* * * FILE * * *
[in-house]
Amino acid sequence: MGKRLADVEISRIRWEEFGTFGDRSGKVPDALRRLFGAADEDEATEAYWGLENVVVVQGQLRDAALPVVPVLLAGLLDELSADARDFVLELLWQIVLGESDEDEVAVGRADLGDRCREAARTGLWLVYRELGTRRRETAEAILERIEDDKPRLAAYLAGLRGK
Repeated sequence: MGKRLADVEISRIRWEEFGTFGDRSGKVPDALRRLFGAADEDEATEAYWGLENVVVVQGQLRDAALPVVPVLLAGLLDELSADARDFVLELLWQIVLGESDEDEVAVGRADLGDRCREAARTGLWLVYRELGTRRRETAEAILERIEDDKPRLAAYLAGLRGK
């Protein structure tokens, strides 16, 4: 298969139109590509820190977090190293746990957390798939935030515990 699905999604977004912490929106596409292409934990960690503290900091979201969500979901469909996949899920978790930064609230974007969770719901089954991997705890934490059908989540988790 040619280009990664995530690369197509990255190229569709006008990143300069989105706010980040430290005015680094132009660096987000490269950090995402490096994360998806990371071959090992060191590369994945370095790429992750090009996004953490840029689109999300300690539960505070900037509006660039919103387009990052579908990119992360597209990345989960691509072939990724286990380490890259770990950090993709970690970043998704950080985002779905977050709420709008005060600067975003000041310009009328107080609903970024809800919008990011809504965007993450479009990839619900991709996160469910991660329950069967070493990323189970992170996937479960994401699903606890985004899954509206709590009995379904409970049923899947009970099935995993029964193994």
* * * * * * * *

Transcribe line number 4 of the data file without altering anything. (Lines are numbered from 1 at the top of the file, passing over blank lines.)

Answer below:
């Protein structure tokens, strides 16, 4: 298969139109590509820190977090190293746990957390798939935030515990 699905999604977004912490929106596409292409934990960690503290900091979201969500979901469909996949899920978790930064609230974007969770719901089954991997705890934490059908989540988790 040619280009990664995530690369197509990255190229569709006008990143300069989105706010980040430290005015680094132009660096987000490269950090995402490096994360998806990371071959090992060191590369994945370095790429992750090009996004953490840029689109999300300690539960505070900037509006660039919103387009990052579908990119992360597209990345989960691509072939990724286990380490890259770990950090993709970690970043998704950080985002779905977050709420709008005060600067975003000041310009009328107080609903970024809800919008990011809504965007993450479009990839619900991709996160469910991660329950069967070493990323189970992170996937479960994401699903606890985004899954509206709590009995379904409970049923899947009970099935995993029964193994």